Bill Seeks To Help Balance Farming Development

June 5, 2002
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Making it easier for communities to craft an initiative that’s designed to better balance growth with the preservation of valuable farmland is the crux of legislation pending in Lansing.

State Rep. Patricia Birkholz’s Development Rights Marketing Act provides the enabling legislation needed for communities to create transfer of development rights programs, or TDRs. Under such programs, communities can steer development to designated zones as a way to keep growth away from agricultural lands.

The initiative is seen as a way to preserve farmland, as well as environmentally sensitive lands, by eliminating the financial incentive for farmers to sell their land, while providing developers a break on restrictions if they agree to build elsewhere. Under the voluntary program, a developer who wants to build a subdivision, for example, can acquire the development rights on a piece of agricultural land from a farmer, who maintains ownership but agrees to forever leave the land undeveloped.

In return, the developer agrees to build elsewhere in designated areas that allow for higher-density developments, presumably at a higher profit. The number of additional dwelling units allowed per acre depend on how many TDR “units” they acquire.

Key to the legislation is the compensation for farmers who often consider selling their property to a developer as they near retirement age or find it increasingly difficult to survive economically, Birkholz said. A TDR keeps the land in agricultural production while eliminating the financial issues for a farmer, Birkholz said.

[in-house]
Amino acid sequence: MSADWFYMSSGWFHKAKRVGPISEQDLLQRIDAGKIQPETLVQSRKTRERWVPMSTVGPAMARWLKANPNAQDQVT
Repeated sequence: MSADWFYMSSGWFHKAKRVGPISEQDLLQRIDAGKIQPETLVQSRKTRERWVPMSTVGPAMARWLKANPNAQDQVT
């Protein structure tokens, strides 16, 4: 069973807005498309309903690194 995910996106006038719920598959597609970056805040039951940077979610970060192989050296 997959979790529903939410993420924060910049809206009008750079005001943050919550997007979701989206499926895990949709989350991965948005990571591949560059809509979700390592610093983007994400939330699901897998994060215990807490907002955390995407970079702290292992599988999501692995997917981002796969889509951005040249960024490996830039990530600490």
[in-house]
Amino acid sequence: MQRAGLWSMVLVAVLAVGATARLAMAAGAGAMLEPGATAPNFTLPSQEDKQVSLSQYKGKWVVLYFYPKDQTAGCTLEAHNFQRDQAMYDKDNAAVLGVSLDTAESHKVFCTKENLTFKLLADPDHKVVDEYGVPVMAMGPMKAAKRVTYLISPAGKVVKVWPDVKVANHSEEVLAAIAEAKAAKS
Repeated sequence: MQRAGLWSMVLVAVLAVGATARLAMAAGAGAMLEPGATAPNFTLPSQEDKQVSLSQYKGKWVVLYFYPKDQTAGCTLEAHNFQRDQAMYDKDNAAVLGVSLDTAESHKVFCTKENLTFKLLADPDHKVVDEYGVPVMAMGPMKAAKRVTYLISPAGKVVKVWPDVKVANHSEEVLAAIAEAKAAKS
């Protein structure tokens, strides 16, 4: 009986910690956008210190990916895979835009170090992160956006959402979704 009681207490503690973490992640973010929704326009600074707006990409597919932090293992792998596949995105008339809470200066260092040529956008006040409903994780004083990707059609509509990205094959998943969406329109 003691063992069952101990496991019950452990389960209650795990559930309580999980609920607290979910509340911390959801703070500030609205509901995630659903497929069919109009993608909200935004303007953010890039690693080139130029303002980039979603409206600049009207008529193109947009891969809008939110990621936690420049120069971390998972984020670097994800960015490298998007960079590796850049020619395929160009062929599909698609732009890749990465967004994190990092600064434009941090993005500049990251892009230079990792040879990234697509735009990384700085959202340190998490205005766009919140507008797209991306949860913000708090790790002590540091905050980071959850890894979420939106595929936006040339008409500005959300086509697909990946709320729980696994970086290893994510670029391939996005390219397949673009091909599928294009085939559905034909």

“We’re losing a lot of ag land and our farmers are put in difficult situations,” she said. “All of their investment is in their property. It’s worth more growing houses than it’s worth growing crops, and yet they want to stay in farming and we want to encourage them to stay in farming.”

Birkholz represents Allegan County, the No. 3 agricultural producing county in the state, with an annual economic impact exceeding $200 million, that saw its population grow 16.7 percent, from 90,509 to 105,665, during last decade. She sees a TDR program as a “market-approach” to better balancing growth and what many see as the alarming rate at which farmland is disappearing in Michigan.

A trade association sees it much differently.

The Michigan Home Builders Association believes the law would unfairly make developers foot the bill for the public’s desire to preserve farmland.

“It’s a classic other people’s money scheme and we’re absolutely opposed to it,” said Lee Schwartz, the association’s vice president for policy and legislation. “There’s nothing free-market about this bill.”

The home builders prefer that farmland preservation efforts in the state focus more on the economic viability of agriculture and easing the financial burdens many farmers face today, Schwartz said.

“We’ve said all along that the best way to preserve farmland is to let the farmer make a profit,” he said. “They key isn’t locking away land. They key is making farming profitable.”

While the Home Builders Association stands staunchly opposed to Birkholz’s bill, the state’s largest and most influential business group in Lansing is less militant.

The Michigan Chamber of Commerce views Birkholz’s bill view with skepticism, although it isn’t necessarily opposed to it and promises a careful review of the proposal.

“Our members are generally skeptical about artificially regulating the market as it comes to development,” said Kevin Korpi, the chamber’s director of environmental and regulatory affairs.

Birkholz’s proposal is similar to TDR programs in place in Maryland and Pennsylvania and represents a “win-win-win” scenario for agriculture, developers and local communities, said Jim Fuerstenau, executive director of the Michigan Farmland and Community Alliance, an affiliate of the Michigan Farm Bureau.

TDRs instill good land-use planning within communities that create them, as well as provide an alternative method for resolving conflicts that crop up in rapidly-growing areas trying to balance between growth and agriculture, Fuerstenau said.

“It’s all about options,” he said. “There’s a lot of demand for this tool.”

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